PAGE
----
Urine that is dark yellow or orange is a telltale sign of dehydration. “Coffee is actually a diuretic that can lead to dehydration by increasing the amount you urinate so you lose too much body fluids,” says Amy Gross, MPH, RD, CDN and a clinical dietician at New York Presbyterian Hospital. Caffeine usually doesn’t trigger dehydration until after you’ve had about 500 mg, so you should be safe if you stick to a cup or two of coffee a day.
3. You can’t sleep.
“Caffeine takes about 45 minutes to 1 hour to get absorbed and has a very long half-life, meaning it lingers in the body for several hours and can affect your sleep cycle,” says Molly Morgan, R.D., owner of Creative Nutrition Solutions in Vestal, New York, and author of The Skinny Rules. If it takes you longer than 30 minutes to doze off at night, you might try cutting out caffeine once the clock strikes 12 p.m. to see if it helps you get more restful sleep. That applies to all caffeine-containing substances: Sipping green or Chai tea may be a sleep stealer, too, because both beverages contain caffeine. Also keep in mind that decaf coffee and decaf tea are not caffeine-free: both have about one-third the amount of caffeine as the regular kind.
4. You feel anxious.
Sweaty palms, a racing heart, restlessness, and feeling jittery are all clues that you’ve overdosed on caffeine. “Caffeine can exacerbate stress and depression because it interferes with a tranquilizing neurotransmitter chemical in the brain called adenosine,” says Palinski. Caffeine can also act as a stimulant that triggers the adrenal gland to excrete more stress hormones like adrenaline, which can increase heart rate, making you feel more anxious.
5. You have heartburn.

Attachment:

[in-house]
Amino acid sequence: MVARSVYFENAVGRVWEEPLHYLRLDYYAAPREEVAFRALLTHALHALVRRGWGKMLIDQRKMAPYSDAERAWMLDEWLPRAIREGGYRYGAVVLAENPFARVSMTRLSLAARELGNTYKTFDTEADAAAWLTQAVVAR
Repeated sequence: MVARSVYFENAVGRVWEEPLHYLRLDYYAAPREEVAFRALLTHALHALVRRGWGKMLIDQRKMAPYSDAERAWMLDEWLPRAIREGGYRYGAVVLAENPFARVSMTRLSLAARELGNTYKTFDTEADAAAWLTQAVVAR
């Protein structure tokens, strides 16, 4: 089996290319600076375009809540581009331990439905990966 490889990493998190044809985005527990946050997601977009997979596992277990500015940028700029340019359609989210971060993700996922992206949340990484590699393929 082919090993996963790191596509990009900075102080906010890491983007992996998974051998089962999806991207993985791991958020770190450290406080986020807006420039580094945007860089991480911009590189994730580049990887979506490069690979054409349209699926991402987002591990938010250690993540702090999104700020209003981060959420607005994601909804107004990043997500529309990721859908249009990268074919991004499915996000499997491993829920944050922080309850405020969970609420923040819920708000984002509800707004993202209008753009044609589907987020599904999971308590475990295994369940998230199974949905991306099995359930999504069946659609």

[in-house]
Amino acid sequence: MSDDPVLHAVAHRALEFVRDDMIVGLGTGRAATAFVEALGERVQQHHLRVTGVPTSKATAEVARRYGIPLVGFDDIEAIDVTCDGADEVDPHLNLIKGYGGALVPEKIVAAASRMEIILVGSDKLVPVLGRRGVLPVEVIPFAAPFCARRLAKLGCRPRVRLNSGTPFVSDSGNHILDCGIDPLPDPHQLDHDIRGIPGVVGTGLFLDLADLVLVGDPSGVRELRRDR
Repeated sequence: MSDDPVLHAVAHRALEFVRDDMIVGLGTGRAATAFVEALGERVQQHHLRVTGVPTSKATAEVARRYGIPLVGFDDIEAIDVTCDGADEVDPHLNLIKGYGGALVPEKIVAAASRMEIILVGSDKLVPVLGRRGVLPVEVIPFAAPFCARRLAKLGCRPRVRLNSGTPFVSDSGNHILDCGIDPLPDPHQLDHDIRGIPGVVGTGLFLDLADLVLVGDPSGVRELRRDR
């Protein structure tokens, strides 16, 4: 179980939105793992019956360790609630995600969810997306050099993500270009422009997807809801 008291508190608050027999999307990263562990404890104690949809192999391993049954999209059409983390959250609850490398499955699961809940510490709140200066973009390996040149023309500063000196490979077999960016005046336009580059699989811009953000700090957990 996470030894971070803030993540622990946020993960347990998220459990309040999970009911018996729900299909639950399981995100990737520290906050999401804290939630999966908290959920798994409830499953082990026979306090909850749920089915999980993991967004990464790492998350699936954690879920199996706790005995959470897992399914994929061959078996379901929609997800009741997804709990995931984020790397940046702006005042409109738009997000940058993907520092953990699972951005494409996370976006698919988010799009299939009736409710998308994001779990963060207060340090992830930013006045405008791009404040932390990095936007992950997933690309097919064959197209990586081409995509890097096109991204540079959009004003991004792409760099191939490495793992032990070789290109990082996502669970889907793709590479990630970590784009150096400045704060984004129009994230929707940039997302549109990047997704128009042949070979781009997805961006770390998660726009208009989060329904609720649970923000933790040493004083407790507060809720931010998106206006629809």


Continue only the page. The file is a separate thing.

Acid reflux happens when the muscle at the end of the esophagus, known as the lower esophageal sphincter, allows food and stomach acid to come back up, causing a burning feeling under your chest. If this happens to you, caffeine could be a culprit. “Caffeine relaxes esophageal sphincter, which allows acid to come up in the throat,” says Gross. Try cutting out caffeine altogether to see if it soothes your throat.
Making this your first thought when you wake up can make a big difference in your day.
Happiness is the only true measure of personal success. Making other people happy is the highest expression of success, but it’s almost impossible to make others happy if you’re not happy yourself. With that in mind, here are nine small changes that you can make to your daily routine that, if you’re like most people, will immediately increase the amount of happiness in your life:
1. Start each day with expectation. If there’s any big truth about life, it’s that it usually lives up to (or down to) your expectations. Therefore, when you rise from bed, make your first thought: “something wonderful is going to happen today.” Guess what? You’re probably right.
2. Take time to plan and prioritize. The most common source of stress is the perception that you’ve got too much work to do. Rather than obsess about it, pick one thing that, if you get it done today, will move you closer to your highest goal and purpose in life. Then do that first.
3. Give a gift to everyone you meet. I’m not talking about a formal, wrapped-up present. Your gift can be your smile, a word of thanks or encouragement, a gesture of politeness, even a friendly nod. And never pass beggars without leaving them something. Peace of mind is worth the spare change.
4. Deflect partisan conversations. Arguments about politics and religion never have a “right” answer but they definitely get people all riled up over things they can’t control. When such topics surface, bow out by saying something like: “Thinking about that stuff makes my head hurt.”
5. Assume people have good intentions. Since you can’t read minds, you don’t really know the “why” behind the “what” that people do. Imputing evil motives to other people’s weird behaviors adds extra misery to life, while assuming good intentions leaves you open to reconciliation.
6. Eat high quality food slowly. Sometimes we can’t avoid scarfing something quick to keep us up and running. Even so, at least once a day try to eat something really delicious, like a small chunk of fine cheese or an imported chocolate. Focus on it; taste it; savor it.